But at this point you are right in stopping us for a while and renewing the criticisms of the ancient Academy. For at bottom all our experiences assure us of only two things: first, that there is a connection among our appearances which provides the means to predict future appearances successfully; and, second, that this connection must have a constant cause. But it does not follow strictly from this that matter or bodies exist but only that there is something which gives us appearances in a good sequence. For if some invisible power were to take pleasure in giving us dreams that are well tied into our preceding life and in conformity with each other, could we distinguish them from reality before we had awakened? Now, what prevents the course of our life from being one long well‑ordered dream, about which we could be undeceived in a moment? Nor do I see that such a power would be imperfect just on this ground, as Descartes asserts, to say nothing of the fact that its imperfection is not involved in the present question. For it might be a kind of subordinate power, or a demon who for some unknown reason could interfere with our affairs and who would have at least as much power over us as that caliph had over the man whom he caused to be carried, drunk, into his palace, and let taste of the paradise of Mohammed after he was awakened; after which he was once more made drunk and returned in that condition to the place where he had been found. When this man came to himself, he naturally interpreted this experience, which seemed inconsistent with the course of his life, as a vision, and spread among the people maxims and revelations which he believed he had learned in his pretended paradise; this was precisely what the caliph wished. Since reality has thus passed for a vision, what is to prevent a vision from passing for reality? The more consistency we see in what happens to us, it is true, the more our belief is confirmed that what appears to us is reality. But it is also true that, the more closely we examine our appearances, the better ordered we find them, as microscopes and other means of observation have shown. This permanent consistency gives us great assurance, but after all, it will be only moral until somebody discovers a priori the origin of the world which we see and pursues the question of why things are as they appear back to its foundations in essence. For when this is done, he will have demonstrated that what appears to us is reality and that it is impossible for us ever to be deceived in it. But I believe that this would very nearly approach the beatific vision and that it is difficult to aspire to this in our present state. Yet we do learn therefrom how confused the knowledge which we commonly have of the body and matter must be, since we believe we are certain that they exist, but eventually find that we could be mistaken. This confirms Mr. Descartes’s excellent thought concerning the proof of the difference between body and soul, since one can doubt the one without being able to question the other. For even if there were only appearances or dreams, we should be nonetheless certain of the existence of that which thinks, as Descartes has very well said. I may add that one could still demonstrate the existence of God by ways different from those of Descartes but, I believe, leading farther. For we have no need to assume a being who guarantees us against being deceived, since it lies in our power to undeceive ourselves about many things, at least about the most important ones.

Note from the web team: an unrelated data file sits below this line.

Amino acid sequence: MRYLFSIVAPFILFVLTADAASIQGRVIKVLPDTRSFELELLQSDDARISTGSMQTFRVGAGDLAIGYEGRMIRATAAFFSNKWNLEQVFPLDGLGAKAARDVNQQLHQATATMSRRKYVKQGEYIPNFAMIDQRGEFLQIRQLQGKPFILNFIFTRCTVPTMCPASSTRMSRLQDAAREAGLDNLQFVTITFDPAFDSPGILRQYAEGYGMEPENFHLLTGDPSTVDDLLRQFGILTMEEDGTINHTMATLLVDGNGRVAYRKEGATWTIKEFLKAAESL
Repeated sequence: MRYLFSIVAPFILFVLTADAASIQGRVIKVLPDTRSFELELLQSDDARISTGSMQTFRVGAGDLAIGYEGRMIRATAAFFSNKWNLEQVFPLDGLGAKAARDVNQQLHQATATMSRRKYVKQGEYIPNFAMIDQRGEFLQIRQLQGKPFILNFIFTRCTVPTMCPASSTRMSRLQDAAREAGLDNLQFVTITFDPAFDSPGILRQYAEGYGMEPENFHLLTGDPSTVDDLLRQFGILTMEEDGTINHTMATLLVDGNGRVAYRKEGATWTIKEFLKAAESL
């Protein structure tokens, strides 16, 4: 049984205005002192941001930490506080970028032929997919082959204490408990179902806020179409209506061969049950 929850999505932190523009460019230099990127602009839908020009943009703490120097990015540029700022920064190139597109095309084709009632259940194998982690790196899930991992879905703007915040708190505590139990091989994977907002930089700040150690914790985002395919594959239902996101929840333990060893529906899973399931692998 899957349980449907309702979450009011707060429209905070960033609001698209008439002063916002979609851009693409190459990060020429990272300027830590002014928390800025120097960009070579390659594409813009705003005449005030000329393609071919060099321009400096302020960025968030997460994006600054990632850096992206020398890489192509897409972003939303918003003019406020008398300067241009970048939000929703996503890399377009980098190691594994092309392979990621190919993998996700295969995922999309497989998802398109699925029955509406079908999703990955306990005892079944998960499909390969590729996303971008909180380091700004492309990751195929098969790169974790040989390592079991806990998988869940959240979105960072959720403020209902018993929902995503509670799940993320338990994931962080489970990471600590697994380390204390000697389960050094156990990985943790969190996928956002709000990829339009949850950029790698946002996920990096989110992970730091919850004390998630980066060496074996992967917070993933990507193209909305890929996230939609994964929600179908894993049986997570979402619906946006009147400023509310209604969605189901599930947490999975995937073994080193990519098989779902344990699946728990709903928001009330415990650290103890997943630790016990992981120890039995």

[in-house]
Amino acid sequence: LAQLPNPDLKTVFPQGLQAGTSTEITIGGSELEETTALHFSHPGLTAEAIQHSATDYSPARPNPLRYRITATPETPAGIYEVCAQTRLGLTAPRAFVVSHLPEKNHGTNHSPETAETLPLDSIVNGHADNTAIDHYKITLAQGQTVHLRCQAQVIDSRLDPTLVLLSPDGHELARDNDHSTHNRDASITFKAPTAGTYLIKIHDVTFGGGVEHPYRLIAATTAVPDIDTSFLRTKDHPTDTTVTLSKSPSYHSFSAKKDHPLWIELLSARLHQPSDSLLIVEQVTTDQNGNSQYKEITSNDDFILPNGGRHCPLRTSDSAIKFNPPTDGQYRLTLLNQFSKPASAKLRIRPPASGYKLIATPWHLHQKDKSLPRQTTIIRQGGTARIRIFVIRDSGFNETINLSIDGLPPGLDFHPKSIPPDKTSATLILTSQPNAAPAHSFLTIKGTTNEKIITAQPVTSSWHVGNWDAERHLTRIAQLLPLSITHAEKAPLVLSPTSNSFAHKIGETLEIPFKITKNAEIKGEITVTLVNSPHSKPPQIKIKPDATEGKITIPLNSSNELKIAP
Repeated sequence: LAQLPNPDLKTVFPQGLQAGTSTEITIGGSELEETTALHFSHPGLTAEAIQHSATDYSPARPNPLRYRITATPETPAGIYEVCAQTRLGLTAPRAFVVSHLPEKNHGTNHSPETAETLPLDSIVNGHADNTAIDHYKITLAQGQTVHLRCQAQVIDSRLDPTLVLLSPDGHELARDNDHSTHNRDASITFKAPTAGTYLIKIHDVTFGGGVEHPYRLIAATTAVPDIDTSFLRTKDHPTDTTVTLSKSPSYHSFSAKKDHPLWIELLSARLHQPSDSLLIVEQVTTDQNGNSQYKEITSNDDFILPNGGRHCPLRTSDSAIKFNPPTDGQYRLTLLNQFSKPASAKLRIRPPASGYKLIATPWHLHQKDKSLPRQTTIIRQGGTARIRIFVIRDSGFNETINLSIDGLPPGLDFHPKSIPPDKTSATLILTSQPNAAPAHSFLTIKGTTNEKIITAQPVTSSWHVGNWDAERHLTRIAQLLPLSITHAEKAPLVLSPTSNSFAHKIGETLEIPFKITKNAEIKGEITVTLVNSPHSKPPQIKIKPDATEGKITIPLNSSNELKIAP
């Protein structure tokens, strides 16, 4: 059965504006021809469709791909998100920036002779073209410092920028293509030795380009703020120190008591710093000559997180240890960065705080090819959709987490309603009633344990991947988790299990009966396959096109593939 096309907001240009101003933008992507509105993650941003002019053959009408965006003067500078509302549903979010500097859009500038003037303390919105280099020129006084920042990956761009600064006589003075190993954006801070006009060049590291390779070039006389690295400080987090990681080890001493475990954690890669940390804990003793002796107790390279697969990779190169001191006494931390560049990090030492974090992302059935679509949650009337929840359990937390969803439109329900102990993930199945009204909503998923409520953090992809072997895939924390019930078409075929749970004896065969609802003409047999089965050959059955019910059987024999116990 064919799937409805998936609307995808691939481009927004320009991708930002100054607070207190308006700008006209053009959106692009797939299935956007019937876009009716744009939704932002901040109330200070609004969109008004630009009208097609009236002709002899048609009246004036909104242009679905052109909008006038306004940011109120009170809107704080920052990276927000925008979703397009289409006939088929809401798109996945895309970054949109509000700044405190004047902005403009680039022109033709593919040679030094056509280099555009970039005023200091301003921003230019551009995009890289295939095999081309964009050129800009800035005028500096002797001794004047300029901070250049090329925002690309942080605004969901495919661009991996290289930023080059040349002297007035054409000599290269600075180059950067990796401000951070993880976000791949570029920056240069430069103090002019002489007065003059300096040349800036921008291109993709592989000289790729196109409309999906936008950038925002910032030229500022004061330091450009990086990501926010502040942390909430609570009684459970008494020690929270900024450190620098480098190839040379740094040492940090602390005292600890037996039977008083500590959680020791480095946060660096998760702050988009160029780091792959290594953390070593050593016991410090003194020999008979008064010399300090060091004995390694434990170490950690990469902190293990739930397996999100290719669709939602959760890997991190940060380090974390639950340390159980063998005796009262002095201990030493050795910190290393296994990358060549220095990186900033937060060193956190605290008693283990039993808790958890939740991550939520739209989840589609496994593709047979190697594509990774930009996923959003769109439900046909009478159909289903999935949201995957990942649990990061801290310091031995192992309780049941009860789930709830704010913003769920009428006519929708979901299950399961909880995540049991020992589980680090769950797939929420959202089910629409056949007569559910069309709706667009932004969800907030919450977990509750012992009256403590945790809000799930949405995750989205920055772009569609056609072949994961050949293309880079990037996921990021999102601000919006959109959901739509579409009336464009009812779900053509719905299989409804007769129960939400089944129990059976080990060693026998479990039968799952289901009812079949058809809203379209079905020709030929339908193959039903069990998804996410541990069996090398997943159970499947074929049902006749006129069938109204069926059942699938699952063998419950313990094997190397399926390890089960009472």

I wish, Sir, that your meditations on this matter may have all the success you desire; but to accomplish this, it is well to proceed in order and to establish your propositions. This is the way to gain ground and make sure progress. I believe you would oblige the public also by conveying to it, from time to time, selections from the Academy and especially from Plato, for I know that there are things in them more beautiful and substantial than is usually thought.


SOURCE: Leibniz, Gottfried Wilhelm. Letter to Simon Foucher with Notes on Foucher’s Reply to Des Gabets (1675, 1676), in Philosophical Papers and Letters, selection translated and edited with an introduction by Leroy E. Loemker, 2nd ed. (Dordrecht, Holland; Boston: D. Reidel Pub. Co., 1976 [1969, 1st ed. 1956]), pp. 151-156. (Synthese Historical Library; v. 2)

Part I: Letter [G., I, 369‑74] (1675), pp. 151-154. Part II: Notes on the Reply of Foucher to the Criticism of His Criticism of the ‘Recherche de la Vérité’ (1676), pp. 154-155. References, pp. 155-156.

Only the letter is reproduced here. The introductory paragraph and the footnotes are omitted.

Note: The passage beginning with “Personally . . .” — i.e. Leibniz’s approach to reading, seems to be the most oft-quoted portion of this letter, which mostly concerns Descartes and Malebranche. From some other source, for some reason, I hand-copied said passage on 20 January 1972. I also engaged in some shameless wordplay back then, as I wrote in my diary on 29 December 1971: “My Leibnitz are killing me.”